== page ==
Patricia McMorrow | 10.02.14
My cell rang, and I looked for someplace private to take the call. I walked into the garage and closed the door to my office, which happened to be my car. Sitting inside the car, inside the garage, I found my familiar haven. With three kids and a constant stream of places to be, things to do, people to talk with, this place became my refuge, my place to regroup and sometimes even catch a nap. This time, however, I can’t remember even breathing. I fumbled to open the storage compartment to grab a pen and whatever paper I could find. The doctor said in a matter-of-fact tone, “I have your biopsy results. The pathology report shows you have invasive lobular carcinoma.”
I scribbled down the words, trying to sound them out. Something about pathology and those three foreign words. I cleared my throat, scribbled little circles on the corner of the paper to start the ink flowing again, and asked, “Wait. What does this mean?”
“I’m sorry. The biopsy shows you have breast cancer.”
I had no words.
(excerpt from “Warrior In Pink” Chapter 1: Sunbeams and Southern Accents)
I Never Imagined I’d Need CaringBridge
This began the madness that filled almost an entire calendar year. Three surgeries, six rounds of chemotherapy, thirty-two physical therapy sessions, thirty-three radiation treatments, and countless doctors’ appointments, pills, blood work and scans.
I remember reading CaringBridge entries in the past from my friends who experienced medical challenges and thinking, “What a great idea and a great visual name—Caring Bridge…a bridge of care to the people who need just that. These entries are so helpful to know what is going on without bugging them. Now I know how I can pray, and I can leave messages of encouragement.” I never imagined I would be the one in the same place of needing the prayers, encouragement and care.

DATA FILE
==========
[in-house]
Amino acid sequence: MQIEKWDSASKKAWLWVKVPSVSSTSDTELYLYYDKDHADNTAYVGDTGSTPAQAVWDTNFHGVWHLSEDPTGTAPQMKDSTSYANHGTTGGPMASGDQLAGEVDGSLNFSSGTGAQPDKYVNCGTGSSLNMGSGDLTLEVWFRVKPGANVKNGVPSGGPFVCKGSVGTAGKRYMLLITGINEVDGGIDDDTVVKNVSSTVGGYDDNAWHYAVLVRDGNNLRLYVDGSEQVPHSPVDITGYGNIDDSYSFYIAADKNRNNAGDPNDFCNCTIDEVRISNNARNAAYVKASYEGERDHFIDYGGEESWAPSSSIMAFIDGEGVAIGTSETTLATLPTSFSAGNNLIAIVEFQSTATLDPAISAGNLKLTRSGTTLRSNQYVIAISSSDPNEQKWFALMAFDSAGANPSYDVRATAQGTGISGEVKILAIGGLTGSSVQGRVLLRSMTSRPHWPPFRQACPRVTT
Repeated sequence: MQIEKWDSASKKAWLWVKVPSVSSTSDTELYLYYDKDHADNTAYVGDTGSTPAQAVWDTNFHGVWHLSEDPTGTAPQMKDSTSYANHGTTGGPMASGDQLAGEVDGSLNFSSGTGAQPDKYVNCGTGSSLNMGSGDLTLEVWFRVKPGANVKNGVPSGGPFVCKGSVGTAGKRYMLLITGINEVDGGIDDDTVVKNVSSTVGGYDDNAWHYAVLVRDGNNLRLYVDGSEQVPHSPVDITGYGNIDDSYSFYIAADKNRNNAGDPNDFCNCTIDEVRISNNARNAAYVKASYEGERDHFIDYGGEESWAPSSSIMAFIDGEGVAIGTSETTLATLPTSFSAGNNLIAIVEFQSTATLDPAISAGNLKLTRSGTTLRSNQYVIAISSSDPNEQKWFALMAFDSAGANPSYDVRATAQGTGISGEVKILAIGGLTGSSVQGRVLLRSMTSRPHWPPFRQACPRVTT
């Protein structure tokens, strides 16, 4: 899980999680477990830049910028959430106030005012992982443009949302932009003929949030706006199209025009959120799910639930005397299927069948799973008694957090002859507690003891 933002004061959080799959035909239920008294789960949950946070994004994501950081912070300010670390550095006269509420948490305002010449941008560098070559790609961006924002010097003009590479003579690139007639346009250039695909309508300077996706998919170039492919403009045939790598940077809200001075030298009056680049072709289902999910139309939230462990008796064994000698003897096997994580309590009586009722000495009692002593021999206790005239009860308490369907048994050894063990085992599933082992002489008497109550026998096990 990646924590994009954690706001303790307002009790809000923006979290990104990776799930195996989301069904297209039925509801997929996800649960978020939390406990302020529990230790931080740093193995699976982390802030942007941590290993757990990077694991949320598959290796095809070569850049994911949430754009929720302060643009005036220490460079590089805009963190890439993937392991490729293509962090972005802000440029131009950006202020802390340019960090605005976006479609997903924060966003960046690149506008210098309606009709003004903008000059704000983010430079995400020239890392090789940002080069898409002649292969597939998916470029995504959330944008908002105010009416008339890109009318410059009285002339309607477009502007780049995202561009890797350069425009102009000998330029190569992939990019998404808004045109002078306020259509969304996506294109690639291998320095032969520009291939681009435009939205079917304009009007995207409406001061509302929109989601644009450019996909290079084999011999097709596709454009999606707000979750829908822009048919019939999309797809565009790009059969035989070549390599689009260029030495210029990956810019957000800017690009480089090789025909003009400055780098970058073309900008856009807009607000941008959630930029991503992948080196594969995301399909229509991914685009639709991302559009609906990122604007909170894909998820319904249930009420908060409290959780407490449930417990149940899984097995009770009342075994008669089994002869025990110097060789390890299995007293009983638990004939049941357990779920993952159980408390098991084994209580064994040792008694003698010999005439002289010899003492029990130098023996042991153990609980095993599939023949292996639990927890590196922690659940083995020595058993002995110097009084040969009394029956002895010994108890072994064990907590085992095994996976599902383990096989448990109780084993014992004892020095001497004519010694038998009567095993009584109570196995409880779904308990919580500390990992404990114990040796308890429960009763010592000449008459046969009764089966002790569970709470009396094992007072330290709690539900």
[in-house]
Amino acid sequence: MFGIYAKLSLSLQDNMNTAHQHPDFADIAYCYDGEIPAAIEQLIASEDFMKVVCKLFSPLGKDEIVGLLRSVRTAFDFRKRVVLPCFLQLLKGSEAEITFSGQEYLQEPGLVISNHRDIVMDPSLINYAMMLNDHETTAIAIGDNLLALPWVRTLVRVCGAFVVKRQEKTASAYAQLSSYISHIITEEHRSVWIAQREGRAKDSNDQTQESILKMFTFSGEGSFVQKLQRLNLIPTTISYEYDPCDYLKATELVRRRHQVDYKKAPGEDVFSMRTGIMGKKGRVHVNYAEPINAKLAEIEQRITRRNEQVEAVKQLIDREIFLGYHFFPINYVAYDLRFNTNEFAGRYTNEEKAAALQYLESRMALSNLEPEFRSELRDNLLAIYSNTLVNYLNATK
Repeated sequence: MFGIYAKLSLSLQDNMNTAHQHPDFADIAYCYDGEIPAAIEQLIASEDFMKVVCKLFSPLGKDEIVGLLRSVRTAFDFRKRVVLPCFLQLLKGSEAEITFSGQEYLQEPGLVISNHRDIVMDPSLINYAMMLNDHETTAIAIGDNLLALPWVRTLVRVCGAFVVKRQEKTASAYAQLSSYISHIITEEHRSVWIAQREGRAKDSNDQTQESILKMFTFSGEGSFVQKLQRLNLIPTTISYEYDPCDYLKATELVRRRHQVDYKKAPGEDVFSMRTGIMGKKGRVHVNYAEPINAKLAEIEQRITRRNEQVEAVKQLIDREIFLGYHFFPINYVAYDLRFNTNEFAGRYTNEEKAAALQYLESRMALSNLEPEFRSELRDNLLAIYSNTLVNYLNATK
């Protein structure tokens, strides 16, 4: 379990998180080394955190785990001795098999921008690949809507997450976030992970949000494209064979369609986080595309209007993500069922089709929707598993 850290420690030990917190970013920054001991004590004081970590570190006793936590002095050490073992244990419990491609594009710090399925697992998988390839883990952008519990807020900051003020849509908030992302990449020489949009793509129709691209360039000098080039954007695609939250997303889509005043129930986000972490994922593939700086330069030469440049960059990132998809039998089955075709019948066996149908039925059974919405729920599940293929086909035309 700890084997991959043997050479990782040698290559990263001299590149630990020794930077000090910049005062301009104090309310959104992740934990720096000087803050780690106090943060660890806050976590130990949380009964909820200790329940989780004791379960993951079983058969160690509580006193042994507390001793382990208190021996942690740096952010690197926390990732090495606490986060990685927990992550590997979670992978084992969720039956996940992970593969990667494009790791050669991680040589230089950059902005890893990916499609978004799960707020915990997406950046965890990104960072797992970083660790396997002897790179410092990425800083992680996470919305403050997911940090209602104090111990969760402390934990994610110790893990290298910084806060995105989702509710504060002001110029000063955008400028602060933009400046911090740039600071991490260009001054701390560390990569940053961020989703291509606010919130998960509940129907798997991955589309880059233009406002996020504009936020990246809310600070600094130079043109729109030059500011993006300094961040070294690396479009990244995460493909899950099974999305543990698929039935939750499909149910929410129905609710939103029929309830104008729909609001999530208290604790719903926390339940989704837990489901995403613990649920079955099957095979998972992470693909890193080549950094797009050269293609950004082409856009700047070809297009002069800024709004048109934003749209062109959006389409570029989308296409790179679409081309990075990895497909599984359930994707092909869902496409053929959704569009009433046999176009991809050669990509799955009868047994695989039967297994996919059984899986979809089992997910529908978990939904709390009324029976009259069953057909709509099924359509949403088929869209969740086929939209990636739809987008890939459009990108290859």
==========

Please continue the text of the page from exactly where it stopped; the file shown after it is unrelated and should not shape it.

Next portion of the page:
Grateful for CaringBridge
Three days before Christmas I received my cancer diagnosis. When word got out, our home phone rang day and night. Concerned family and friends asked the same questions over and over. My friend set up CaringBridge account for me and I began writing updates. CaringBridge became a place for me to process my cancer journey. The outlet helped me feel connected. I remember during the hardest parts, when night seemed to last forever, I would read and reread guest messages through tears of both pain and appreciation.
I’m grateful for CaringBridge and all the people behind the scenes who made it possible for me to stay connected and feel known and loved during the hardest year of my life.
If you have recently been diagnosed with cancer I have a letter written to you here.
How has CaringBridge helped you stay connected? Share in the comments below.